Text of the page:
Working Dirty Preston (What If?)
- Dr Emma Jackson
- RMIT School of Architecture
- Chris Buchhorn
This project arose from a specifically Australian Context; where observations of the built environment and its histories uncovered unseen suburban patterns providing insight into a memory of place.
The process follows a hunch on those forgotten narratives as a strategy for new place-making, where the living room becomes a segue to the campfire but unlike the living room, the campfire is a truly communal hearth that allows for the unexpected and genuine neighbourly interactions.
Its agitative design operations encourages the unexpected, where the act of un-covering generates new foundations that gives agency to new urban possibilities that challenges the status-quo.
The urban realm represents the fundamental domain of social participation. Population, environmental and infrastructural pressures requires a considered densification of cities. Identifying these forces and understanding the entangled social systems constitute the elements fundamental to spatial cultivation that demands strategies to encourages open-ended configurations of the public sphere. This submission explores and encourages a more flexible method of creative operations on the built environment that challenges traditional modes and public/private demarcation and distorts homogenous planning regimes through scalable interventions as a tactic for new ways of accessing the urban territories.
Outcomes of this project suggest possible new territories of an unexpected patchwork of collisions that blurs recognisable aesthetic languages of uniformity into fluid outcomes with an established shared character.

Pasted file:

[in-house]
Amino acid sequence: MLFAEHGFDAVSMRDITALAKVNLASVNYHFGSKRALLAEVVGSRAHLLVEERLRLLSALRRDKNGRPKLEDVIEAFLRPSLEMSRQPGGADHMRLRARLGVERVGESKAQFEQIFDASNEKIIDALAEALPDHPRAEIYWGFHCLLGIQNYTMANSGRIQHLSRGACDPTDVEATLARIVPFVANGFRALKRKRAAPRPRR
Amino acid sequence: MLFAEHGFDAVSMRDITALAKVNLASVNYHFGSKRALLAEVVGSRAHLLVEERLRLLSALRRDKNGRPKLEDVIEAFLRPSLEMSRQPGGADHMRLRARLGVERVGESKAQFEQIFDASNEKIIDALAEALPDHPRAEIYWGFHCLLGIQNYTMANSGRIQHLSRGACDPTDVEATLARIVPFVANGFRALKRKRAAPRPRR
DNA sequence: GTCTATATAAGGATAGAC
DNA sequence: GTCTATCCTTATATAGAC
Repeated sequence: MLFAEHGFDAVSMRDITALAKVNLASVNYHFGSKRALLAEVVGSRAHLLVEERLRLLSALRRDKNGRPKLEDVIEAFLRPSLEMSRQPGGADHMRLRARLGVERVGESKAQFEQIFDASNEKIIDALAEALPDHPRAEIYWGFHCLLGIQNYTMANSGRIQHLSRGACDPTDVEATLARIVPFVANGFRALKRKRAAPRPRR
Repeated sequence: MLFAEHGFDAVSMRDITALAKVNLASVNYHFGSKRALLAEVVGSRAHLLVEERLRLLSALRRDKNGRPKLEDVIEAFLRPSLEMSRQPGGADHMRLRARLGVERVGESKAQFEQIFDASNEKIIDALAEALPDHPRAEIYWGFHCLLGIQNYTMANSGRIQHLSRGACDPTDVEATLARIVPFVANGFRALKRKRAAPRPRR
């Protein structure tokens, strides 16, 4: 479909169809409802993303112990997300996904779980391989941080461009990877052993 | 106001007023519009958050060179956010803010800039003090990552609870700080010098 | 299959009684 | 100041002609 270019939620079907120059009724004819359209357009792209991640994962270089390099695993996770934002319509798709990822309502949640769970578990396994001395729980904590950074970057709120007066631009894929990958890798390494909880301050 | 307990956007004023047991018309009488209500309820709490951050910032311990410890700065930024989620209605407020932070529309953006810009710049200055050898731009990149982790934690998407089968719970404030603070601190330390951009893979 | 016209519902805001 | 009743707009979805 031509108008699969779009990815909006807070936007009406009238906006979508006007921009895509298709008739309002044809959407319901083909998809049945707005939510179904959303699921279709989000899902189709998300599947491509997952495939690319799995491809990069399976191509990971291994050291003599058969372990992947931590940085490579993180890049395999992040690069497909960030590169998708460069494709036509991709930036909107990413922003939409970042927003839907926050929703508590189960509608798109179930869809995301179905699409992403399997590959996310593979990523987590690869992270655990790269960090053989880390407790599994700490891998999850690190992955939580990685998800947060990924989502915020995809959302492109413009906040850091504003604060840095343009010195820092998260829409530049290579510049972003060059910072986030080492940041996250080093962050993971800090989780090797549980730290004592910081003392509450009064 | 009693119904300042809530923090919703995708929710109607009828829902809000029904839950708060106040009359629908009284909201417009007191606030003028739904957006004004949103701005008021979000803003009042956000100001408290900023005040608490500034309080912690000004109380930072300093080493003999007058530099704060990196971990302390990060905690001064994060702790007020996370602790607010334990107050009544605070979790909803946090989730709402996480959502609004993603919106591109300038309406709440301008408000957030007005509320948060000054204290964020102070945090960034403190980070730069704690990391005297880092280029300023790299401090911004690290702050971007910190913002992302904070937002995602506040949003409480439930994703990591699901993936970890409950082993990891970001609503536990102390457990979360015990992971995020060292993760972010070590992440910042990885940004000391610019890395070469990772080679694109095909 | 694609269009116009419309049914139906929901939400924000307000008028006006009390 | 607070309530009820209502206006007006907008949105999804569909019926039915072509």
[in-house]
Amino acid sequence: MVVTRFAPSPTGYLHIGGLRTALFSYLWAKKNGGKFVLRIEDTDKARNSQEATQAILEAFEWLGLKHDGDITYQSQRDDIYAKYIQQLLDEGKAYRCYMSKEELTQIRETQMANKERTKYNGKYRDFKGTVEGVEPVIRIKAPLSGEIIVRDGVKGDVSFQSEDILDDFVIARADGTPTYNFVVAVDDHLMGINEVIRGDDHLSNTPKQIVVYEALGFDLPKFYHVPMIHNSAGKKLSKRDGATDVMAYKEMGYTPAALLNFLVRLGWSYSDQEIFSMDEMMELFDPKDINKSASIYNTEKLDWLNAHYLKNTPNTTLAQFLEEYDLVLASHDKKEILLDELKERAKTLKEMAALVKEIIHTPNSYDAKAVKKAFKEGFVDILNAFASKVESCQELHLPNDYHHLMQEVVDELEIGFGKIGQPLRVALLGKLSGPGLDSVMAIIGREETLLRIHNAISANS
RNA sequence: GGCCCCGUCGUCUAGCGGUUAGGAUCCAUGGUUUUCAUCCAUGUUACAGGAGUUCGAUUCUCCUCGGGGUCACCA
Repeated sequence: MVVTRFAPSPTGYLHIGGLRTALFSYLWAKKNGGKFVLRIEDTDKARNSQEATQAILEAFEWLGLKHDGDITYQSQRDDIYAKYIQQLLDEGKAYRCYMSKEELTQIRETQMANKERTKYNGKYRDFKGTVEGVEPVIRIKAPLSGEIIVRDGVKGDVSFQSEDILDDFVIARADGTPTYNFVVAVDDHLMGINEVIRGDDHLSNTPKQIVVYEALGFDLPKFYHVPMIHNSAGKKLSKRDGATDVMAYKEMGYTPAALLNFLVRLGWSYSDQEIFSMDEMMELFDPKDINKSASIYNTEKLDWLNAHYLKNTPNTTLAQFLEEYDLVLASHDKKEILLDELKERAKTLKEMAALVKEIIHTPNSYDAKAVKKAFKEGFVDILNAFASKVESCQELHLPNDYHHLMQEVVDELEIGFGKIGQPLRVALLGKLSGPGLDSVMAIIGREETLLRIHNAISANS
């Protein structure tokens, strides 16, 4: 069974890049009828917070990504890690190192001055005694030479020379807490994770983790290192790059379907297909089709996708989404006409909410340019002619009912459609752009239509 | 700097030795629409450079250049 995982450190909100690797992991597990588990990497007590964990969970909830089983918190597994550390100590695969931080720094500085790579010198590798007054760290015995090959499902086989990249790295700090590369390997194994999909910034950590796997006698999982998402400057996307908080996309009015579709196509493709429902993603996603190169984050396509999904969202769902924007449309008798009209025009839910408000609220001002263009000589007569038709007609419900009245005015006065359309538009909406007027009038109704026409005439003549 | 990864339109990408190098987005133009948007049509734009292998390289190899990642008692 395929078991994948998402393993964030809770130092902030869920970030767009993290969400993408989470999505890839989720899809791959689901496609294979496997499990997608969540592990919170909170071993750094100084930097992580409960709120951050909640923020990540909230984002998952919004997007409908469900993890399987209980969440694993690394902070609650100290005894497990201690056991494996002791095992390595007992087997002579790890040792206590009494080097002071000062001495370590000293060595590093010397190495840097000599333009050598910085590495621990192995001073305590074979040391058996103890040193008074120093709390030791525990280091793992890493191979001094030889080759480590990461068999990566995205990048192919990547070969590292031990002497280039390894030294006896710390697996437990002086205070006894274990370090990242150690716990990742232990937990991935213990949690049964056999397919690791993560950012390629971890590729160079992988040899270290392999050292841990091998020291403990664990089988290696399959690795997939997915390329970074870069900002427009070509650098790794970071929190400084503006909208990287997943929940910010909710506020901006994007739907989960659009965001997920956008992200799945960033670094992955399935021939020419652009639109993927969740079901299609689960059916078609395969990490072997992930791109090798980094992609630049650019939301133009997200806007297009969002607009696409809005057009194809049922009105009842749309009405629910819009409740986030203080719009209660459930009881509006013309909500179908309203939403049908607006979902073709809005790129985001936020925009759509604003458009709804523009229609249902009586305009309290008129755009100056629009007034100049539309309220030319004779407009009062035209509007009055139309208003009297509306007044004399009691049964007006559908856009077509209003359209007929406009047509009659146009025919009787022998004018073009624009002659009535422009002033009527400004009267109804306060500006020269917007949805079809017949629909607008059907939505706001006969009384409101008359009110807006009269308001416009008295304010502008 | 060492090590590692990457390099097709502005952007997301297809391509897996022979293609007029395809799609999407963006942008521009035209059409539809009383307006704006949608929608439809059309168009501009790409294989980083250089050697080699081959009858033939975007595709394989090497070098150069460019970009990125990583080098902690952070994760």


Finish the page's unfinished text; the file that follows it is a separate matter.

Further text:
This new vernacular poses questions on civic, commercial, and residential adjacencies. Where new formal arrangements that encourages notions of discovery and hybridity from its complex yet familiar results.
Porous streetscape condition, carved out beneath a networked suburban vernacular, where new platforms, verandas, and balconies allow for varied connections that values the external areas as much as the internal spaces, enables moments of relief in its intensity which allows for chance encounters.
The project employs ideas driven digital simulation techniques, embedding into the code an agenda that challenges traditional perceived planning compatibilities. The project suggests that the practice of cultural burning, which utilises fire as a means of managing and organising the landscape based on a detailed local knowledge, can encourage speculative renewal opportunities.
Using the living room hearth as a scalable idea, the simulation spreads and agitates the urban built fabric. The regrowth establishes new fertile testing grounds, resulting in an architecture of loosely bound aggregates characterized by porosity and interconnectivity around the campfire, allowing for new narratives to be told.